• Vietnam’s super rich population is growing faster than anywhere else and is on track to continue leading the growth in the next decade.
  • Equitization of state-owned enterprises will speed up.

The introduction of the new Investment Law, Enterprise Law and other laws and policies are creating an improved legal environment for investment and trade in general, and the M&A market in particular. However, the following factors also affect M&A transactions:

  • Divergent interpretations and implementations by local licensing authorities of international treaties such as Vietnam’s WTO Commitments.
  • Different licensing procedures applied to different types of transactions (for example, for foreign invested companies and domestic companies, public companies and private companies, and for buying state-owned shares or private shares).

Although legal and governance barriers, along with macro instability and the lack of market transparency are still the greatest concerns for investors, M&A deals in Vietnam are still expected to be one of the key, effective channels for market entry.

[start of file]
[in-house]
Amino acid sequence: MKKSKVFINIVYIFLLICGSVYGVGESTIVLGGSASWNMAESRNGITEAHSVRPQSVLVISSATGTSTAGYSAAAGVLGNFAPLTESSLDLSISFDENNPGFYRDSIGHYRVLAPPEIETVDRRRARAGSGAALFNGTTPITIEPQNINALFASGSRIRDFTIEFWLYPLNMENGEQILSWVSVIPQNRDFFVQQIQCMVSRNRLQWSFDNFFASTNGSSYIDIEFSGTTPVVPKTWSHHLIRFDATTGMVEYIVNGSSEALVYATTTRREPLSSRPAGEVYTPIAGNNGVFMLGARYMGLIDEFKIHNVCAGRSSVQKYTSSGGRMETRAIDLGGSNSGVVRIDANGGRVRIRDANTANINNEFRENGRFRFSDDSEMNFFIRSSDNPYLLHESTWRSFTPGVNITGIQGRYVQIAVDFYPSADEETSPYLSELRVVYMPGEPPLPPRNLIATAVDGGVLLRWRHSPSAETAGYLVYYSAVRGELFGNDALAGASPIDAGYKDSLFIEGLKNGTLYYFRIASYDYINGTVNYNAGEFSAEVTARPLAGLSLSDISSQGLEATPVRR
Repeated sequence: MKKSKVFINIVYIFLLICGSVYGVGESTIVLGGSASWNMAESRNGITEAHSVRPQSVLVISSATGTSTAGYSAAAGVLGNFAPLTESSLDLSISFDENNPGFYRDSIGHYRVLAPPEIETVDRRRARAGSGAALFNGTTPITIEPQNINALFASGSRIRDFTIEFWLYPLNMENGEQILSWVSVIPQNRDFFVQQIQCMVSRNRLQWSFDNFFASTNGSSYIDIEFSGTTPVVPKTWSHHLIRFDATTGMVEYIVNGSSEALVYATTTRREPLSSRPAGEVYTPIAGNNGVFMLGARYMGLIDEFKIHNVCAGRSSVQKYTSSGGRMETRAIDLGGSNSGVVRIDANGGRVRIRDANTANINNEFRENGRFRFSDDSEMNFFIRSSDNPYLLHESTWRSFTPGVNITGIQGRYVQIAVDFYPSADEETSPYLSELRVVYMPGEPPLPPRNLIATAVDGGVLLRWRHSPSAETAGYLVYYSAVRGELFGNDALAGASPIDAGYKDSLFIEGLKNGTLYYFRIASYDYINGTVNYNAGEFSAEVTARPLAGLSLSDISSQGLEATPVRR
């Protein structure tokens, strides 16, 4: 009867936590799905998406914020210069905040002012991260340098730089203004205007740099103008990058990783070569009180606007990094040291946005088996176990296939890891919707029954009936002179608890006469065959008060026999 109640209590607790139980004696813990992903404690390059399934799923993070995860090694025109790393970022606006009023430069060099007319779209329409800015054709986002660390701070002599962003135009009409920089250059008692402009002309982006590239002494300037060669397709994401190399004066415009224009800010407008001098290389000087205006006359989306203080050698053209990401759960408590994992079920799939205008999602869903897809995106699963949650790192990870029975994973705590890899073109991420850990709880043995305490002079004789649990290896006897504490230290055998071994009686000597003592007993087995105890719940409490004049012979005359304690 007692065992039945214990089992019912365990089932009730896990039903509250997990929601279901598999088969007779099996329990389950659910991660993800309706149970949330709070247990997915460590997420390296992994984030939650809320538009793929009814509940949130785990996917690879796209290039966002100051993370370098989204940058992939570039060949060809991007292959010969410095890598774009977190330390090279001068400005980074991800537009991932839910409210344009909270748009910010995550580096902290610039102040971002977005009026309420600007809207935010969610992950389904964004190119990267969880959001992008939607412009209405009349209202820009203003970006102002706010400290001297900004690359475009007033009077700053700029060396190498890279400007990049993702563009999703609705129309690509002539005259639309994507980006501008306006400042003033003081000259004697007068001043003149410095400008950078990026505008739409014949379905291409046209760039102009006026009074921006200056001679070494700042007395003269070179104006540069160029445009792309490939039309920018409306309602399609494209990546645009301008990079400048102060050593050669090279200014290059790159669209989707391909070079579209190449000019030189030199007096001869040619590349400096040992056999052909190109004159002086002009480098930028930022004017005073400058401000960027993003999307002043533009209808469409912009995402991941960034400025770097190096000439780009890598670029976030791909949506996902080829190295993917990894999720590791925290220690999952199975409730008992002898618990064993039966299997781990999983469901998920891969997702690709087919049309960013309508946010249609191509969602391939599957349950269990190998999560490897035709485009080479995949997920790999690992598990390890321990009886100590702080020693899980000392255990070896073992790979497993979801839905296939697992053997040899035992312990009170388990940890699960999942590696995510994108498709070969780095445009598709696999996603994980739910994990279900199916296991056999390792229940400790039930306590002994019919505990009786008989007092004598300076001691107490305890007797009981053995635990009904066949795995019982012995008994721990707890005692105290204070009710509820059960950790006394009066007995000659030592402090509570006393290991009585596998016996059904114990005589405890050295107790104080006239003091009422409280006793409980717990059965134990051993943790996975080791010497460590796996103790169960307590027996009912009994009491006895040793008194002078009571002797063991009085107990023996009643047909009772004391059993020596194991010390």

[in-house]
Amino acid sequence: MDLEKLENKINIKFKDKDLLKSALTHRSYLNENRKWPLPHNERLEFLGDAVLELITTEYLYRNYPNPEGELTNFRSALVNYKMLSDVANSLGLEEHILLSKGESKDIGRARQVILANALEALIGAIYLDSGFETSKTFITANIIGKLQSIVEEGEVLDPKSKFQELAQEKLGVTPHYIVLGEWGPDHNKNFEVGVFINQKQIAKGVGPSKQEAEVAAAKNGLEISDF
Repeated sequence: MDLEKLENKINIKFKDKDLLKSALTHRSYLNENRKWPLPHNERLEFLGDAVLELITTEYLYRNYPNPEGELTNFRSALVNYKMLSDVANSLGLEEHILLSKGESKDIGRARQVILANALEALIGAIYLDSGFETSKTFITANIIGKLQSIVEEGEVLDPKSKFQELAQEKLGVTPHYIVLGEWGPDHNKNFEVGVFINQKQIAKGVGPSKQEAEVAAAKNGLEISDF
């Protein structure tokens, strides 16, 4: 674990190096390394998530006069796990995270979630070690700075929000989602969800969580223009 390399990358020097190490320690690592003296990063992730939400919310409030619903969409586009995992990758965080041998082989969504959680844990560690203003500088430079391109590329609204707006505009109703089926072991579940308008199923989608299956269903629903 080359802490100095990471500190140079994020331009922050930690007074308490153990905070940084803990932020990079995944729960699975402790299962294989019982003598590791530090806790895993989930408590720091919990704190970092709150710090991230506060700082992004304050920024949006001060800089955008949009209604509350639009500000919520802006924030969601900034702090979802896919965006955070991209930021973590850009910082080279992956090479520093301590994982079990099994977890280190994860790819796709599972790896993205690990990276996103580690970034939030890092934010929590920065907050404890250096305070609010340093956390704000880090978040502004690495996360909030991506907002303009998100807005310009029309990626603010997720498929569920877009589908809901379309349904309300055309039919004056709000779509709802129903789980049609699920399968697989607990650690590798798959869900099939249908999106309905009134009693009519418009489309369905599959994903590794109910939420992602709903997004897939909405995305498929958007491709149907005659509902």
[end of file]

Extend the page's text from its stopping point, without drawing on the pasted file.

The major expected trends in the Vietnam M&A market include:

  • Bank restructurings.
  • Acquisitions and anti-acquisitions, particularly in the real estate sector.
  • Growing Japanese and Thai investment in Vietnam through M&A transactions.
  • Reform of SoEs.


Please do contact the author Dr. Oliver Massmann under omassmann@duanemorris.com if you have any questions on the above. Dr. Oliver Massmann is the General Director of Duane Morris Vietnam.




On 2nd December 2015, after nearly 3 years with 14 rounds of negotiations, President Donald Tusk, President Jean-Claude Juncker and Prime Minister of Viet Nam Nguyễn Tấn Dũng announced the conclusion of the negotiations of the EU-Vietnam Free Trade Agreement (EVFTA). Both parties are undertaking the necessary steps to finalise the ratification process for the Free Trade Agreement (FTA) to enter into force in 2018.

EVFTA is considered one of the most comprehensive and ambitious trade and investment agreements that the EU has ever concluded with a developing country. It is the second agreement in the Association of South East Nations (ASEAN) region after Singapore and it will intensify the bilateral relations between Vietnam and the EU. Vietnam will have access to a potential market of 500 million people and a total Gross Domestic Product (GDP) of USD 15 000 billion (accounting for 22% of global GDP). The other way around, exporters and investors from the EU now have further opportunities to access one of the fastest-growing countries of more than 90 million people in the region.